A high school female student, a victim of bullying in her school, decided to end being a victim of her classmate bullies by ending her own life.
Aileen, a 17-year-old 2016 semifinalist for the New York Times College Scholarship program and who also happens to have a twin sister studying in the same school, left the school campus during lunchtime one Thursday and stepped into the path of a subway train in the City of New York.
The tragic incident prompted to a number of students to approach the school’s grief counselor before who they expressed remorse for their harsh treatment of Aileen. They confessed to calling her awkward, ugly or stupid.
Bullying, which remains to be a major problem, especially in many city public high-schools, affects at least one in every five students. Bullying can take place anywhere, in or out of school, and its form can be verbal or physical. Physical bullying, specifically, may be directed against a peer, or against a person older or younger than the bully; it may also be directed towards a victim’s property, which the bully may use either to intimidate, or inflict harm on, the victim. Verbal bullying, on the other hand, can include making obscene remarks towards the victim, name-calling, spreading rumors about the victim, teasing or threatening.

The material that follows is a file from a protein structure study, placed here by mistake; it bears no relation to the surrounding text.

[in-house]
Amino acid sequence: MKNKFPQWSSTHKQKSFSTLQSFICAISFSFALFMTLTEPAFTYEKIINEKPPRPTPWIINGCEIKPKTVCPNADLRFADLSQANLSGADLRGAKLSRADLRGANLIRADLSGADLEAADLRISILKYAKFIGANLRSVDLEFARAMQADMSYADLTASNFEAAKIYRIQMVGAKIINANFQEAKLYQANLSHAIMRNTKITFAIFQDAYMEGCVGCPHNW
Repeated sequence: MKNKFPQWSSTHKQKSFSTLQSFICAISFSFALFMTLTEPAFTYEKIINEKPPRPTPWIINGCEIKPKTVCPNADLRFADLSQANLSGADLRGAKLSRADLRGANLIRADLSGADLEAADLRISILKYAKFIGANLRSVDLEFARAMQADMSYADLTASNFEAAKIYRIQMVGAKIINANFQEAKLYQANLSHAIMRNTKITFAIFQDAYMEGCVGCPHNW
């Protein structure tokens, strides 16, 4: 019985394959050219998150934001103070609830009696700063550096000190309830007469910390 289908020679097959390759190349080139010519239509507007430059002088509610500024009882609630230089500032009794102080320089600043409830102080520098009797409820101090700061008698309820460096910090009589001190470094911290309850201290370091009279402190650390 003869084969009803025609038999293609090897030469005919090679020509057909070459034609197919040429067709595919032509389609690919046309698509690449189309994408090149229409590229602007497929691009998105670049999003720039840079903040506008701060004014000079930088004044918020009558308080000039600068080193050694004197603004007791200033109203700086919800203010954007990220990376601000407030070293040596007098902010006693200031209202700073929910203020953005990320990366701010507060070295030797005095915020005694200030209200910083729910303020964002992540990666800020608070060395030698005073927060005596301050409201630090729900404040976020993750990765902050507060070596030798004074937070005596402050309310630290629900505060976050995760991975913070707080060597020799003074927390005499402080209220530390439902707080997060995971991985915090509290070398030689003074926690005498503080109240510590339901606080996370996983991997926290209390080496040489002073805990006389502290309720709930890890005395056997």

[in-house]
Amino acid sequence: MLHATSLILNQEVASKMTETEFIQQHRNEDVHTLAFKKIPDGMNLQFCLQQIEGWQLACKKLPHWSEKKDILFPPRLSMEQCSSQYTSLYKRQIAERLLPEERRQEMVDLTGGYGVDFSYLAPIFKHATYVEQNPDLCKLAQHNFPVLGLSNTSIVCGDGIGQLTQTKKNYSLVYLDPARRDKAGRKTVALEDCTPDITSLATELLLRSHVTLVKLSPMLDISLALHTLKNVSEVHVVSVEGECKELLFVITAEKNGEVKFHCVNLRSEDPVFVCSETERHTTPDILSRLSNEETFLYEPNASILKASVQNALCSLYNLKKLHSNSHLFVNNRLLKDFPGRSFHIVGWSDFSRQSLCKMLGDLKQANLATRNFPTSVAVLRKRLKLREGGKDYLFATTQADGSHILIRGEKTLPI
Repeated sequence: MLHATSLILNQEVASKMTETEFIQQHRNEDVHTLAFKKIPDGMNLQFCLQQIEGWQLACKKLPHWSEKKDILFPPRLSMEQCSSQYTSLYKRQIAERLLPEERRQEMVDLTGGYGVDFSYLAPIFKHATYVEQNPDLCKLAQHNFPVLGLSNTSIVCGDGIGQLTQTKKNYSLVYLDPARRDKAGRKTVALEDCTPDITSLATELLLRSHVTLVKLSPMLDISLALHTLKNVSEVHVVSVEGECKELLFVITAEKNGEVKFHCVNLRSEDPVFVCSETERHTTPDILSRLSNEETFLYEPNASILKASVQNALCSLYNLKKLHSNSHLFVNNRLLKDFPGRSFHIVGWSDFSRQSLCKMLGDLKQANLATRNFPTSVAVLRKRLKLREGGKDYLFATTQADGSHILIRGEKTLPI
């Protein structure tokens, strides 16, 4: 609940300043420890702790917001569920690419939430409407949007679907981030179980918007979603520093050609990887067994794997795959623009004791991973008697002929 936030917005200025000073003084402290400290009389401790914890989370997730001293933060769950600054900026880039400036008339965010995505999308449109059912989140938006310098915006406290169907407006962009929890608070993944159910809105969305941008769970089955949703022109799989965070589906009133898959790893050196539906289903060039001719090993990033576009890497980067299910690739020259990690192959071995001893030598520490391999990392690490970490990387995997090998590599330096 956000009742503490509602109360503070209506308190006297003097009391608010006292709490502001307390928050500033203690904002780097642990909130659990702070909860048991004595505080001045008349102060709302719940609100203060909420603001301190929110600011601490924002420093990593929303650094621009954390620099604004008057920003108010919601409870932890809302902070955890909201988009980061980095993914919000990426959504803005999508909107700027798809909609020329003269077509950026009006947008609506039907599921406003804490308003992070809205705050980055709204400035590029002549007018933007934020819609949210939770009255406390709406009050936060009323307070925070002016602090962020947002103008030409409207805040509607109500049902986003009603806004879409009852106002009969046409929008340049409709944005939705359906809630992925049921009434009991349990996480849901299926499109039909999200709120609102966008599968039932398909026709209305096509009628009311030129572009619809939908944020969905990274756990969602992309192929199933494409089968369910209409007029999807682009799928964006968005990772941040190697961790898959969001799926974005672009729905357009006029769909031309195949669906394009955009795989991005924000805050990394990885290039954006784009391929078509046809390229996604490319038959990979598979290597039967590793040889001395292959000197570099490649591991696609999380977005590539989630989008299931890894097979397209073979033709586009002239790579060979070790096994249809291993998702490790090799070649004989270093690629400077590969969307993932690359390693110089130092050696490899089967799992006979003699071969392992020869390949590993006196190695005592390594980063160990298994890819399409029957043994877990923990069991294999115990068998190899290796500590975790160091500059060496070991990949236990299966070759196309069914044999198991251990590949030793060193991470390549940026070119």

About 45 States have bullying laws, with New York passing its own legislation very recently. However, despite these laws, many school authorities reveal that bullying still persists, one major reason is because the bullied never seek help, trying to deal with his or her pain and sufferings alone. Sadly, though, the only solution a bullied often sees in ending his or her pains is through suicide.